Stocks and the euro traded little changed on Thursday as data signalling improvement in the U.S. labour market and remarks by Federal Reserve Chairman Ben Bernanke that suggested some economic optimism were offset by concerns over Europe's festering debt crisis.
Investors also remained cautious ahead of the U.S. non-farm payrolls and unemployment report for January on Friday, keeping prices in check across financial markets.
Bernanke, in testimony to Congress, said he was seeing signs that some of the uncertainty dampening U.S. business investment, including European banking woes, might be waning. But Bernanke said it was too soon to say whether the United States would remain unscathed by troubles beyond its borders.
Bernanke is a little more bullish on the economy than expected, said John Doyle, a currency strategist with Tempus Consulting in Washington, D.C. That sent the dollar lower and the euro higher, but I don't know how long it will last.
The euro advanced briefly against the dollar before trading down 0.1 percent at $1.3141. The dollar strengthened against a basket of major currencies, with the dollar index <.DXY> up 0.1 percent.
U.S. stocks seesawed in a tight range, pushed by earnings reports. Tech shares rose on strong earnings from chipmaker Qualcomm Inc
New claims for U.S. unemployment benefits fell more than expected last week.
The jobless claims continue the trend of decent news, though there have also been other indications of a general loss of momentum, said Bruce McCain, chief investment strategist at Key Private Bank in Cleveland. That suggests we're in the right ballpark with estimates for the jobs report, but also that we aren't likely to see a huge upside surprise.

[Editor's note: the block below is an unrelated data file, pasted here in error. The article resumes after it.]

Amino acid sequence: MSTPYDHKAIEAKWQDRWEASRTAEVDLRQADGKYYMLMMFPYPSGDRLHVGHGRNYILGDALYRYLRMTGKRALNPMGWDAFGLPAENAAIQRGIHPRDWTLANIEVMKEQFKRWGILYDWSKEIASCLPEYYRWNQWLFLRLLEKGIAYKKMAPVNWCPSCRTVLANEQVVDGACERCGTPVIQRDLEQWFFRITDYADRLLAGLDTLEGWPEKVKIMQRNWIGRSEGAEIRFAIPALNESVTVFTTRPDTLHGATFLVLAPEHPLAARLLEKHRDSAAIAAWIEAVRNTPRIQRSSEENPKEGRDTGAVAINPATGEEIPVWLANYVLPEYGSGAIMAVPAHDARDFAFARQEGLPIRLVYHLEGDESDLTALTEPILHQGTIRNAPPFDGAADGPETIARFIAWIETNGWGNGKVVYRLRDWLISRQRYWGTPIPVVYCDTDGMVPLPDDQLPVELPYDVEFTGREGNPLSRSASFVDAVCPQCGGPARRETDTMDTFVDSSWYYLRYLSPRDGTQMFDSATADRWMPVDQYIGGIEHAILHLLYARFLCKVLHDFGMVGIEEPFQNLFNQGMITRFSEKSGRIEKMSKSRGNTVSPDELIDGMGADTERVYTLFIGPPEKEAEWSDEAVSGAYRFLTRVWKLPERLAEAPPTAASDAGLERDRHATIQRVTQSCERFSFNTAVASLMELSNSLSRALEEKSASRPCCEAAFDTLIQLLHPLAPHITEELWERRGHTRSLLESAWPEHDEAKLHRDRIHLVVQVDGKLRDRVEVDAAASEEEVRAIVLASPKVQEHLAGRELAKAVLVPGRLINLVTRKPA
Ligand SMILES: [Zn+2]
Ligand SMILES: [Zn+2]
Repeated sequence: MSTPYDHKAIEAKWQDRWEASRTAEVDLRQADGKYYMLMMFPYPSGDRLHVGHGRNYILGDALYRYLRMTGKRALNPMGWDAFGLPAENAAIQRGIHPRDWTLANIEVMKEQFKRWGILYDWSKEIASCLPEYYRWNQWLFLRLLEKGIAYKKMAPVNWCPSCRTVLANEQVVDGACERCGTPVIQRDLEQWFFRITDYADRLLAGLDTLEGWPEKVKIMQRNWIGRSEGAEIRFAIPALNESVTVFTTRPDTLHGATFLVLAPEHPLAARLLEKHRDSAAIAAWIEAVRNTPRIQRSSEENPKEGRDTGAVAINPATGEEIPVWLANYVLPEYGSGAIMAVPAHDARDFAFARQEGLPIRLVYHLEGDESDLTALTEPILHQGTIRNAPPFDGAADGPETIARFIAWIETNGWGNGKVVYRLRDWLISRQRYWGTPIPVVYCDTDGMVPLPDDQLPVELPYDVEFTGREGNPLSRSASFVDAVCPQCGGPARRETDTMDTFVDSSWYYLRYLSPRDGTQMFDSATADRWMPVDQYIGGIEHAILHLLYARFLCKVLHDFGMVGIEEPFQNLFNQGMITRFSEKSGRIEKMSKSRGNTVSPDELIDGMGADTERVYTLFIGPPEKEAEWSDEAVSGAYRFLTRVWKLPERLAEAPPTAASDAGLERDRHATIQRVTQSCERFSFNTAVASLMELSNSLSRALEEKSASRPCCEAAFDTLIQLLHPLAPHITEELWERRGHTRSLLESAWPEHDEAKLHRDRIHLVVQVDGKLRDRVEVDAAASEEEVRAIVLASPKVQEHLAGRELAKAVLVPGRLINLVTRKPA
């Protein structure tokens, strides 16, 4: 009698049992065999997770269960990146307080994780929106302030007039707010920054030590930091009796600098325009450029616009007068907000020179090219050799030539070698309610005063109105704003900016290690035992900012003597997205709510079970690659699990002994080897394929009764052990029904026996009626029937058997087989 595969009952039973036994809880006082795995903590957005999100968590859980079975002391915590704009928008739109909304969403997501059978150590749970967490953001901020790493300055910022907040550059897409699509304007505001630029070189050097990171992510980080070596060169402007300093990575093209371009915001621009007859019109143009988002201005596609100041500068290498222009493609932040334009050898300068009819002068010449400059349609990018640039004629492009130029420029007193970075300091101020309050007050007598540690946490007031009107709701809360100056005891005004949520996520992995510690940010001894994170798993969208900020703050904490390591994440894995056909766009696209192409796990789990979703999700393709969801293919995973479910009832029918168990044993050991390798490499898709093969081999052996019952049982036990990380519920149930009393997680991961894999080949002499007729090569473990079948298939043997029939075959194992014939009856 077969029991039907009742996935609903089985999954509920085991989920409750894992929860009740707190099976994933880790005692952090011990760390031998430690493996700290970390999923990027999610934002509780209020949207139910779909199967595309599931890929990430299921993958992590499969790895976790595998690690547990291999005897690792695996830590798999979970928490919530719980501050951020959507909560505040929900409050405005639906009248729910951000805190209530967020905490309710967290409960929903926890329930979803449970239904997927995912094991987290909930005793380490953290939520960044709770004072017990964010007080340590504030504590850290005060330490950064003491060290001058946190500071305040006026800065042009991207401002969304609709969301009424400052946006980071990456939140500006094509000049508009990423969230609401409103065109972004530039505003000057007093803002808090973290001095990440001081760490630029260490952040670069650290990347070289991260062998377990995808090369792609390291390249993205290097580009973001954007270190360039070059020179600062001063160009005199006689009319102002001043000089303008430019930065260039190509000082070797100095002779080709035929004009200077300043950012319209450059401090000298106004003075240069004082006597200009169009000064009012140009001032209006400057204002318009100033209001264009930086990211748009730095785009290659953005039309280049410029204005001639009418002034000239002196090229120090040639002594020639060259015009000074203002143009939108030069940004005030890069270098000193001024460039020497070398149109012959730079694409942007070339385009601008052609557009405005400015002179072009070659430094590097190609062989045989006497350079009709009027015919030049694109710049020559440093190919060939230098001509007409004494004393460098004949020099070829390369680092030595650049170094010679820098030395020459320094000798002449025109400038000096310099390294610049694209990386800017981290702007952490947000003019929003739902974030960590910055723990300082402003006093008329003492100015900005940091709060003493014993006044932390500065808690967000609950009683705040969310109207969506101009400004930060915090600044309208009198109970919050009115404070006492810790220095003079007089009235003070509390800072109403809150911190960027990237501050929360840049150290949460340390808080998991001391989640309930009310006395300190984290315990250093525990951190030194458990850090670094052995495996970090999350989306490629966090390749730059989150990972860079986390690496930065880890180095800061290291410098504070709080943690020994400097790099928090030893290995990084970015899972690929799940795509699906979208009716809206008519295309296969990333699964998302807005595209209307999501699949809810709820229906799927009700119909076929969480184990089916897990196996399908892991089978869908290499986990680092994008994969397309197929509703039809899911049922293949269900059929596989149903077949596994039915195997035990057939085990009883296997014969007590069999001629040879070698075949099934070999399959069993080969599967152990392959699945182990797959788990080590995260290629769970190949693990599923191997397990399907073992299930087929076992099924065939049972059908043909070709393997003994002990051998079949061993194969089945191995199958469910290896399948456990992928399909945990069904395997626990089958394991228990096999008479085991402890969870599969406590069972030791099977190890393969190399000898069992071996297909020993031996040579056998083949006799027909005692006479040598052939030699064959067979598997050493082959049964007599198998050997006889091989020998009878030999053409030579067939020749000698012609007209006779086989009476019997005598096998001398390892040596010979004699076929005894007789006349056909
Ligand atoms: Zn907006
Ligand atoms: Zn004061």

Friday's report is expected to show nonfarm payrolls rose by 150,000 in January, down from a gain of 200,000 jobs in December, according to a Reuters survey. The unemployment rate is seen holding steady at a near three-year low of 8.5 percent.
The Dow Jones industrial average <.DJI> closed down 11.05 points, or 0.09 percent, at 12,705.41. The Standard & Poor's 500 Index <.SPX> rose 1.45 points, or 0.11 percent, at 1,325.54. The Nasdaq Composite Index <.IXIC> added 11.41 points, or 0.40 percent, at 2,859.68.
The 10-year U.S. Treasury note erased earlier price losses and turned slightly positive ahead of Friday's jobs report. The benchmark 10-year U.S. Treasury note was up 2/32 in price yield 1.82 percent.
People are staying quiet ahead of payrolls tomorrow, said Justin Lederer, interest rate strategist at Cantor Fitzgerald in New York.
European shares hit a six-month closing high on the U.S. weekly jobless claims. Miner Xstrata
The FTSEurofirst 300 index <.FTEU3> of top European shares closed up 0.2 percent at 1,059.45 points.
The unresolved debt crisis in the euro zone kept investors on edge.
This week's European Union summit was largely insufficient in tackling the crisis, said Luxembourg's Jean-Claude Juncker, who heads the euro zone's group of finance ministers. He described Greek debt talks as ultra-difficult.
Athens is scrambling to wrap up talks on a 130-billion-euro rescue plan and a bond swap deal before big bond redemptions come due in March.
MSCI's all-country world equity index <.MIWD00000PUS> gained 0.29 percent to 321.70. The emerging market index <.MSCIEF> rose 1.4 percent.
Brent prices rose for a third straight day and U.S. crude dropped more than 1 percent in heavy trading that saw the price differential between the two contracts widen close to three-month highs.
Brent crude oil rose 51 cents to settle at $112.07 a barrel after trading much of the session near break-even.
U.S. crude settled down $1.25 to $96.36.
Gold rose to a two-month high on the larger-than-expected fall in new U.S. claims for unemployment benefits. But analysts said bullion could retreat if Friday's jobs report disappoints.
U.S. gold futures for April delivery settled up $9.80 an ounce at $1,759.30.
(Additional reporting by Richard Hubbard in London and Nick Olivari in New York; Editing by Leslie Adler and Andrew Hay)